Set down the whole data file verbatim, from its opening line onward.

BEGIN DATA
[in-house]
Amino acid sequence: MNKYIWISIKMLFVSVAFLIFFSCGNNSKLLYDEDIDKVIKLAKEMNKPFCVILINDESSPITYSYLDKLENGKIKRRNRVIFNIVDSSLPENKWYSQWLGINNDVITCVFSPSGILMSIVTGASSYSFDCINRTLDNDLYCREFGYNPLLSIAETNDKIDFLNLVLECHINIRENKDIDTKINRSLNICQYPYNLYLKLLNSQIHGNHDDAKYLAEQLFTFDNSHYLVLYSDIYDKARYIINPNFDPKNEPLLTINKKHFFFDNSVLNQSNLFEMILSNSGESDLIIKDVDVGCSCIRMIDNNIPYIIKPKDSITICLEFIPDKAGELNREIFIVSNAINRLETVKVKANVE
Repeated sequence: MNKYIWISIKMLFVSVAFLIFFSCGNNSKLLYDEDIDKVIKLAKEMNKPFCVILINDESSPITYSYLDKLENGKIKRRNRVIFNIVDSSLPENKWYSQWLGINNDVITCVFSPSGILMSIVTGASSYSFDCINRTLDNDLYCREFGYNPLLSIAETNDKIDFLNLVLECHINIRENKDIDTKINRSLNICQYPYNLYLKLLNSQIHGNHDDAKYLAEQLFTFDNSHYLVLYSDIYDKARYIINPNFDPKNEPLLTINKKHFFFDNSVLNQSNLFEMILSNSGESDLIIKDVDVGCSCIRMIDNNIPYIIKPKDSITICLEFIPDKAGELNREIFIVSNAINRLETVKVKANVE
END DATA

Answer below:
[in-house]
Amino acid sequence: MNKYIWISIKMLFVSVAFLIFFSCGNNSKLLYDEDIDKVIKLAKEMNKPFCVILINDESSPITYSYLDKLENGKIKRRNRVIFNIVDSSLPENKWYSQWLGINNDVITCVFSPSGILMSIVTGASSYSFDCINRTLDNDLYCREFGYNPLLSIAETNDKIDFLNLVLECHINIRENKDIDTKINRSLNICQYPYNLYLKLLNSQIHGNHDDAKYLAEQLFTFDNSHYLVLYSDIYDKARYIINPNFDPKNEPLLTINKKHFFFDNSVLNQSNLFEMILSNSGESDLIIKDVDVGCSCIRMIDNNIPYIIKPKDSITICLEFIPDKAGELNREIFIVSNAINRLETVKVKANVE
Repeated sequence: MNKYIWISIKMLFVSVAFLIFFSCGNNSKLLYDEDIDKVIKLAKEMNKPFCVILINDESSPITYSYLDKLENGKIKRRNRVIFNIVDSSLPENKWYSQWLGINNDVITCVFSPSGILMSIVTGASSYSFDCINRTLDNDLYCREFGYNPLLSIAETNDKIDFLNLVLECHINIRENKDIDTKINRSLNICQYPYNLYLKLLNSQIHGNHDDAKYLAEQLFTFDNSHYLVLYSDIYDKARYIINPNFDPKNEPLLTINKKHFFFDNSVLNQSNLFEMILSNSGESDLIIKDVDVGCSCIRMIDNNIPYIIKPKDSITICLEFIPDKAGELNREIFIVSNAINRLETVKVKANVE